James Burnham

From Conservapedia

Jump to: navigation, search

James Burnham (1905-1987) was a leading American conservative of the 1950s, and an editor of National Review magazine.

He is best known as a proponent of Rollback against Soviet Communism, which he promoted in the late 1940s. Opponents warned it would lead to nuclear war. It was adopted by Ronald Reagan in the 1980s, and Soviet Communism collapsed.

In the 1930s he was a Communist of the Trotskyite anti-Soviet variety, but was attacked by Trotsky himself and expelled by the Socialist Workers Party in 1940.

  • “Modern liberalism, for most liberals, is not a consciously understood set of rational beliefs, but a bundle of unexamined prejudices and conjoined sentiments. The basic ideas and beliefs seem more satisfactory when they are not made fully explicit, when they merely lurk rather obscurely in the background, coloring the rhetoric and adding a certain emotive glow.” [1]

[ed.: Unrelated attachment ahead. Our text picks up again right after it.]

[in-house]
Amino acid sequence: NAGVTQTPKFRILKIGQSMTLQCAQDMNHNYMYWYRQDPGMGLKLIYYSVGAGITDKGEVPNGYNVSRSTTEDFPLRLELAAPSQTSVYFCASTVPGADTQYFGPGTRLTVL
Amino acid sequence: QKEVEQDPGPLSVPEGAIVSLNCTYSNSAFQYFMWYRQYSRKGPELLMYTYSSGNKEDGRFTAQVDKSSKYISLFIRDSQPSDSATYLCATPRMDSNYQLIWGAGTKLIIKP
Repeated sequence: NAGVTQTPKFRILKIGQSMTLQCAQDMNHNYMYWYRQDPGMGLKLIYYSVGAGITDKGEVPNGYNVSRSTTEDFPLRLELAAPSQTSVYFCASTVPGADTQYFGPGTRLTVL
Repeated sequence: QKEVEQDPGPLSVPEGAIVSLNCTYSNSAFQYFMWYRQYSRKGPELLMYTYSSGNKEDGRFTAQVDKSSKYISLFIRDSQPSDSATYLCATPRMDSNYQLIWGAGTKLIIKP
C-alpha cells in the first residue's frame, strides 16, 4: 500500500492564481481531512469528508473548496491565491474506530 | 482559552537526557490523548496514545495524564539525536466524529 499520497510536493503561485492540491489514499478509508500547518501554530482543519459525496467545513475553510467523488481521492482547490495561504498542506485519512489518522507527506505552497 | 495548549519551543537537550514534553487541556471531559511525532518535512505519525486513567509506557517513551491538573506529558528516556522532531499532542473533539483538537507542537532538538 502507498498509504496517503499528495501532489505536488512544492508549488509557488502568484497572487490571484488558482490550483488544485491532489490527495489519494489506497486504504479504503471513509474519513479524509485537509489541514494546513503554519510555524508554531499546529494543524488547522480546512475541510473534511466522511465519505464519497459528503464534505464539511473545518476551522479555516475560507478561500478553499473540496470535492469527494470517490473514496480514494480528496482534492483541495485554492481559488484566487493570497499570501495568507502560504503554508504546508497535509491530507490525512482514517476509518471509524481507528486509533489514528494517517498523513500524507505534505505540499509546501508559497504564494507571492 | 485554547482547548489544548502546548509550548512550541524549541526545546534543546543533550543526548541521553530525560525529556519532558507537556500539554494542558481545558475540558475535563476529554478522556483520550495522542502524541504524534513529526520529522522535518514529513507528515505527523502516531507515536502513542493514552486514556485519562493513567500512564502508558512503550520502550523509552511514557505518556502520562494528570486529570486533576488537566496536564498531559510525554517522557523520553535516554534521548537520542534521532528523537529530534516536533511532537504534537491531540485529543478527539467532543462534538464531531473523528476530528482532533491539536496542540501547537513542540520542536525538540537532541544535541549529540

Further reading

  • Francis, Samuel. James Burnham: Thinkers of Our Time‎ (2nd ed. 1999) 164 pages
    • previously published as Power and history: the political thought of James Burnham‎ (1984)
  • Kelly, Daniel. James Burnham and the struggle for the world: a life (2002) 443 pages; the standard scholarly biography

Primary Sources

  • Burnham, James. The Managerial Revolution: Or What is Happening in the World Now (1940), highly influential study of capitalism
  • Burnham, James. The Struggle for the World (1947)
  • Burnham, James. The Coming Defeat of Communism (1950)
  • Burnham, James. Containment or Liberation? (1952).
Personal tools